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Jay Gruden Firmly Believes He Could One-Up Tony Romo in the Booth

Liam McKeone
Feb 6, 2021, 2:59 PM EST
Jay Gruden
Jay Gruden | Don Juan Moore/Getty Images
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Jay Gruden spent exactly one year as offensive coordinator for the Jacksonville Jaguars after a failed stint as head coach of the Washington Football Team. He was relieved of his duties this offseason when the Jags announced they'd be hiring Darren Bevell as a part of Urban Meyer's new staff down in Florida.

Faced with downtime for the first time in a long time, Gruden has wasted no time making headlines. Last week, he told the world that his scouting team would do all the work to prepare for the draft, then owner Daniel Snyder would stroll off his yacht and make the pick for the team. Now, in an interview with The Athletic, Gruden took a shot at the golden boy of today's broadcasting landscape, Tony Romo.

Gruden told WFT reporter Ben Standig that he might do some media appearances since he probably won't get an opportunity to join a coaching staff in his preferred role for the 2021 season. When asked if he had the same foresight as Romo exhibits when it comes to analyzing the offensive formation then predicting what comes next, Gruden responded in no uncertain terms: He could absolutely do that and it's not that impressive Romo can do it anyhow. From the article:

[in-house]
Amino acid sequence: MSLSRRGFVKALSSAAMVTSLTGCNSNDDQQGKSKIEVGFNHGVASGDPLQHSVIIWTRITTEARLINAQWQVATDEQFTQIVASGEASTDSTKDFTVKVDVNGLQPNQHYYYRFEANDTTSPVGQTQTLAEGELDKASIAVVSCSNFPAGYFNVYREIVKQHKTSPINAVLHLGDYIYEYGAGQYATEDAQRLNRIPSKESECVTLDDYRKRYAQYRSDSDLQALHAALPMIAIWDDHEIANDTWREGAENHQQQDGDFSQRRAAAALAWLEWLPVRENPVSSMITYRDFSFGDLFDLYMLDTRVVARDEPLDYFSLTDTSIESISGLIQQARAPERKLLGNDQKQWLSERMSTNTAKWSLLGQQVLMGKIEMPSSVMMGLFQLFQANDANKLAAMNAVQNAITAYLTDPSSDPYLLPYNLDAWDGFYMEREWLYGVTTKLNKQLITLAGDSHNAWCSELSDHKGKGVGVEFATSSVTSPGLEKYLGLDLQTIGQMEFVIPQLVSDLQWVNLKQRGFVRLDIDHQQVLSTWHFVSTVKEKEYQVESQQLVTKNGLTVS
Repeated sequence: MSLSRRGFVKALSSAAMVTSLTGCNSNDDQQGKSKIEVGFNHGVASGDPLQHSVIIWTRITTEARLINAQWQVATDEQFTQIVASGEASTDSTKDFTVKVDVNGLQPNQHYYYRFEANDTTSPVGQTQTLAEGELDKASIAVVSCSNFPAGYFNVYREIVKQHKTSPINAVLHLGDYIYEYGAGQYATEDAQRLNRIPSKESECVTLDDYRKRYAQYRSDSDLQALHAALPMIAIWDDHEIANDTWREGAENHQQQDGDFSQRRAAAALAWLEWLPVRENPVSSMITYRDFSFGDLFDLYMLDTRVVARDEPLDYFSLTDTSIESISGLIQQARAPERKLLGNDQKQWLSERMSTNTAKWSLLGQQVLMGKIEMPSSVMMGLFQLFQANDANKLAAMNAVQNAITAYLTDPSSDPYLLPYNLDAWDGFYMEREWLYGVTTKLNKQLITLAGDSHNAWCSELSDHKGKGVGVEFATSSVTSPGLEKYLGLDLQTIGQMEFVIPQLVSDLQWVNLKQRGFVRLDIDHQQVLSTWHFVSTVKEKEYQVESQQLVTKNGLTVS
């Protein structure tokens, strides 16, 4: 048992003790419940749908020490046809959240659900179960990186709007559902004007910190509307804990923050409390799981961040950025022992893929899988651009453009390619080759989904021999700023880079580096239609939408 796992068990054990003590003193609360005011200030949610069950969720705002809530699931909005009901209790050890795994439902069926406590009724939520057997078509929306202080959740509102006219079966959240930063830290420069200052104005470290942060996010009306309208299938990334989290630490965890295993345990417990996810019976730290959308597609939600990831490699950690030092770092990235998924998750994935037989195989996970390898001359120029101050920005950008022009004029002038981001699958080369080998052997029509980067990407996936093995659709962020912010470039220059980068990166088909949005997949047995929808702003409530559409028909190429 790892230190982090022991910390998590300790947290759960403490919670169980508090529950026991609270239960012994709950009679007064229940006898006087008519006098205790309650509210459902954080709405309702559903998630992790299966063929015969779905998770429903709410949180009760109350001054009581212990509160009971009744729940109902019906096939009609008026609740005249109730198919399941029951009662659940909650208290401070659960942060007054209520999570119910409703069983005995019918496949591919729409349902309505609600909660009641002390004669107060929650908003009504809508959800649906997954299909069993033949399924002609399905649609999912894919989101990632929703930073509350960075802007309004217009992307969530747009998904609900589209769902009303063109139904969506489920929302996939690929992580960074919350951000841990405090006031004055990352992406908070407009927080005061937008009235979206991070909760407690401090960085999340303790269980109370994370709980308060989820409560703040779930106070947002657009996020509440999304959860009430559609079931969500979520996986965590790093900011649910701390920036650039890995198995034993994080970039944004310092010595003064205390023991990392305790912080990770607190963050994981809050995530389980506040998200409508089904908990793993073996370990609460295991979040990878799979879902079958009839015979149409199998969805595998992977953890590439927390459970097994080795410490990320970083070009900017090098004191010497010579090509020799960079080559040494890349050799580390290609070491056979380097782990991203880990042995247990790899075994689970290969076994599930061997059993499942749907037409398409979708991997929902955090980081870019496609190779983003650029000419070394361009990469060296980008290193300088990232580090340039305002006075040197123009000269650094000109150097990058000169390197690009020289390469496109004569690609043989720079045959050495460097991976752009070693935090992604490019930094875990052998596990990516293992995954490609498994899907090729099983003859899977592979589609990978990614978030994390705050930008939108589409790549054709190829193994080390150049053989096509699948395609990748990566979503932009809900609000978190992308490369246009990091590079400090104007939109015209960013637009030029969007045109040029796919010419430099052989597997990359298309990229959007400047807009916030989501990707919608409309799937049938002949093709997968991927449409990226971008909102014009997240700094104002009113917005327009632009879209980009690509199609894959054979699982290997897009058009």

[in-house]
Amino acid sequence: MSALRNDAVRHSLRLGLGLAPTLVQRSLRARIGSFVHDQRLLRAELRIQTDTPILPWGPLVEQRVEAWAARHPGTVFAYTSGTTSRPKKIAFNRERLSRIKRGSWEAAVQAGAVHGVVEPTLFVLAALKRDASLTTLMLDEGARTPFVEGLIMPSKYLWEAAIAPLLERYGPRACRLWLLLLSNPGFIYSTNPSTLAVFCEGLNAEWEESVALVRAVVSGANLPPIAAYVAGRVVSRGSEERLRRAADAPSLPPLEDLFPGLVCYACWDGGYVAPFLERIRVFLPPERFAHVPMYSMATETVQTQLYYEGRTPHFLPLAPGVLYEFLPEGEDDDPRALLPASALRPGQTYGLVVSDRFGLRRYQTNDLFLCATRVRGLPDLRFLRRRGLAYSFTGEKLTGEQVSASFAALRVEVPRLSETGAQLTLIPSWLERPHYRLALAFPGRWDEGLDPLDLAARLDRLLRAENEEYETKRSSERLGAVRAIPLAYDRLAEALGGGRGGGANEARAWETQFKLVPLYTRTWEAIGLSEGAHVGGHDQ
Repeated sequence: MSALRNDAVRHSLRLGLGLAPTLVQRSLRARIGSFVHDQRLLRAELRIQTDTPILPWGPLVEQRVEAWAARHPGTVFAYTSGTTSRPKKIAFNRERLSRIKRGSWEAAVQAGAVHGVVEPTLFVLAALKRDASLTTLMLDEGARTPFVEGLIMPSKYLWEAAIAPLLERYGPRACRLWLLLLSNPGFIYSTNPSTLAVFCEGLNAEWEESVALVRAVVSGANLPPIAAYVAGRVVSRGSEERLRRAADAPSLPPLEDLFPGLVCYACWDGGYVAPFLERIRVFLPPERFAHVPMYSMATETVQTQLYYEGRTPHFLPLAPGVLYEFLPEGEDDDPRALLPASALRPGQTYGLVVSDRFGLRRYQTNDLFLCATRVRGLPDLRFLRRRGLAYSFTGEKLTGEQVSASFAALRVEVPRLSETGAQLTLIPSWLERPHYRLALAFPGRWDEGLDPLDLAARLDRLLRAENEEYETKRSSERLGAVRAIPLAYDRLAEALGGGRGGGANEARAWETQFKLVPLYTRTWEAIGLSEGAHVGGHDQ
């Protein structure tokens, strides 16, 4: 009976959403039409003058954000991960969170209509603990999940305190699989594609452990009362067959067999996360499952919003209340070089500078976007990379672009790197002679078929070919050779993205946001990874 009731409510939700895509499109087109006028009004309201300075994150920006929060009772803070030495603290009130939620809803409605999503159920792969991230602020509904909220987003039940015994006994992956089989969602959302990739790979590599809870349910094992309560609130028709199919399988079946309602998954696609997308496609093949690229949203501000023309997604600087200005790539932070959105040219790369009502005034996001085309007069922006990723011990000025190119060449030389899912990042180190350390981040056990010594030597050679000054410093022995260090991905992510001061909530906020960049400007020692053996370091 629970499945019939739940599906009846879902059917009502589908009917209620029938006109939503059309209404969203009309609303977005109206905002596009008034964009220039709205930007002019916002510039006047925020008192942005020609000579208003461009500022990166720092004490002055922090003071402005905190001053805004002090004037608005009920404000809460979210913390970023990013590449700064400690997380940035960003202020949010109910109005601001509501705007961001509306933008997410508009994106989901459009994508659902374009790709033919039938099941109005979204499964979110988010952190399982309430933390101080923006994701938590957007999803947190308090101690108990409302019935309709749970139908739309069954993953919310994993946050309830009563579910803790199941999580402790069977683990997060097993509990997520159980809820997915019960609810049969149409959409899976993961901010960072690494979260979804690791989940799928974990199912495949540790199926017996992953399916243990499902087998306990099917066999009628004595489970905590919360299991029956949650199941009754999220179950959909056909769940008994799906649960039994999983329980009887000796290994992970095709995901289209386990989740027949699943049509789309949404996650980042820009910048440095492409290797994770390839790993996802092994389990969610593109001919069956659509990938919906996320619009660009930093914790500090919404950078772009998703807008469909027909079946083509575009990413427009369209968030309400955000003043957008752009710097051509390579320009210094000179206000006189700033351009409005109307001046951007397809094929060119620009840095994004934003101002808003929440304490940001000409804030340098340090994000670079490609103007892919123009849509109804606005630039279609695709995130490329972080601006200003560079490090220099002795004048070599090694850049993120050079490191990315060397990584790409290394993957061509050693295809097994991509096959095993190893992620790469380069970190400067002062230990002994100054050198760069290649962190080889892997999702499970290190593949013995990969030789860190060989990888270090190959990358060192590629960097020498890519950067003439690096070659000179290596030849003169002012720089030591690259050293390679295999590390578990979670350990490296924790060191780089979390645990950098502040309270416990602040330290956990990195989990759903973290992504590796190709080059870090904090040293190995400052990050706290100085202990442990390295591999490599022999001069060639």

"I could do it every time. He’s only right like 30 percent of the time. Those are usually pretty obvious, I mean (laughs). Nobody talks about the times when he’s wrong, but when he’s right, holy cow, he’s a genius. Oh, come on, man. Sure, it’s a run. Nope, it’s a pass. Sorry, I was wrong."

Every time, eh? Gruden might have a bit of an edge over Romo in this department given he has been coaching for all these years as opposed to only playing, which one would imagine would help in such instances. At the same time, doing it every time? I just don't know.

I'd love to see Gruden get a chance to put his money where his mouth is, though. He is certainly entertaining now that he can speak without fear of repercussion from his employer. Strong personalities, for better and worse, are always fun in the booth.

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